Can a search bar have multiple actions that the user can take on it?

Context: I'm designing a system for a bike shop to manage the maintenance of all their bikes. Currently the mechanics fill out generic paper sheets by hand and once a month the manager manually adds them all to a google doc. The new system would let mechanic print out a custom paper sheet, then go into this app and update it themselves.

Problem: So the mechanic has two actions they need to do once they've entered a bike's number: print out the sheet, and log the repair. Is it acceptable to do two action buttons underneath a single search? I'm imagining it a bit like the Google Homepage, where you can do both 'search' and 'I'm feeling lucky'. If you hit enter, it would default to logging the repair.

Is there any UX pattern this is breaking? Is it intuitive?

low fidelity screenshot with one search bar and two buttons below it

Constraints: Mechanics may print out a sheet and then not come back to the site until much later. Mechanics generally won't need to print out multiple sheets at once. Mechanics can't leave the repair page open as it is on one shared computer for multiple mechanics. All the bikes have a 3 digit number. Every search will return exactly one page (i.e., I can't search '23' and get '23, '231, 234'.)


I would avoid displaying those buttons until the search process resolves. Google's a bad example since the result doesn't require an action if it's not what you wanted.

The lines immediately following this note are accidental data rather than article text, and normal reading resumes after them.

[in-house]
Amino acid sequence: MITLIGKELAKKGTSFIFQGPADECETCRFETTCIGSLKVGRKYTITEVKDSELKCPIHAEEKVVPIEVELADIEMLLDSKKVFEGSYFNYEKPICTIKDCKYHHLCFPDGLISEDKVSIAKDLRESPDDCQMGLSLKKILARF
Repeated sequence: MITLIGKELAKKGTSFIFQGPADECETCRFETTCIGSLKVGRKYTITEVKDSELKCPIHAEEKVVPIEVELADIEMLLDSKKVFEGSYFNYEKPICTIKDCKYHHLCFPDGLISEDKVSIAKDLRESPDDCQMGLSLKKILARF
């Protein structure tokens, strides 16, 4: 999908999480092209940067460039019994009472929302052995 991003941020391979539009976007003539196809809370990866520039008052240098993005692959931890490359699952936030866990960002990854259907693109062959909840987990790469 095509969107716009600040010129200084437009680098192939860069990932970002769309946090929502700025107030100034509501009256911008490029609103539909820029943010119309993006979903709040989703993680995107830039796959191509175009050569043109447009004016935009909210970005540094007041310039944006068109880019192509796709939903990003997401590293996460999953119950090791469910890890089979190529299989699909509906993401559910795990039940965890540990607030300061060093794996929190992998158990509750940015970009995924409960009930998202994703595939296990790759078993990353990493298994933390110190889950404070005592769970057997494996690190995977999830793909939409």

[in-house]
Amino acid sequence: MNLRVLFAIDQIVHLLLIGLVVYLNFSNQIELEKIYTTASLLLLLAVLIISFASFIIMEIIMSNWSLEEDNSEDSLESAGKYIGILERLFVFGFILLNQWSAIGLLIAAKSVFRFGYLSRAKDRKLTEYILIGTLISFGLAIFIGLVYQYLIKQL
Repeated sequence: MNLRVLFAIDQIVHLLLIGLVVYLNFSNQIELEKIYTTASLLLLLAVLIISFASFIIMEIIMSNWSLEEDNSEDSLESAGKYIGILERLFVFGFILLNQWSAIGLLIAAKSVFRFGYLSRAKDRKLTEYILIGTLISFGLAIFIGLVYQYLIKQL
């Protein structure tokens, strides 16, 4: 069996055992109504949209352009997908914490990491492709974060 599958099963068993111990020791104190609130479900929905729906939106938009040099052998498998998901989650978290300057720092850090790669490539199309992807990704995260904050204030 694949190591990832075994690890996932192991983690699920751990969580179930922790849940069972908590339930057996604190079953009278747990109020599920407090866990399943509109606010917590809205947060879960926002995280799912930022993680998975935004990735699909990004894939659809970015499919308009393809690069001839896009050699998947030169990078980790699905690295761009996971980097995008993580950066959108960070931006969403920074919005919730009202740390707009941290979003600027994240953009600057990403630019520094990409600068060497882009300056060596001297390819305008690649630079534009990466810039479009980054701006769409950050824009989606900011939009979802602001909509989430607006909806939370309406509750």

The two buttons you propose don't account for sad path cases like:

  1. That ID number doesn't exist
  2. The entered ID number esists but wasn't the intended record (eg I transposed numbers or fat fingered something)
  3. The entered ID exists but isn't valid (eg its been completed and archived)

If you put the buttons on the screen before the search returns results, you're creating a process where you need to validate the action again anyway.

I suggest an autocomplete or type ahead style search that displays records in an ever shrinking list. Then add the "action" buttons to each returned record. Its not really additional effort for the user and it solves a lot of UX issues that you'd need to catch otherwise.

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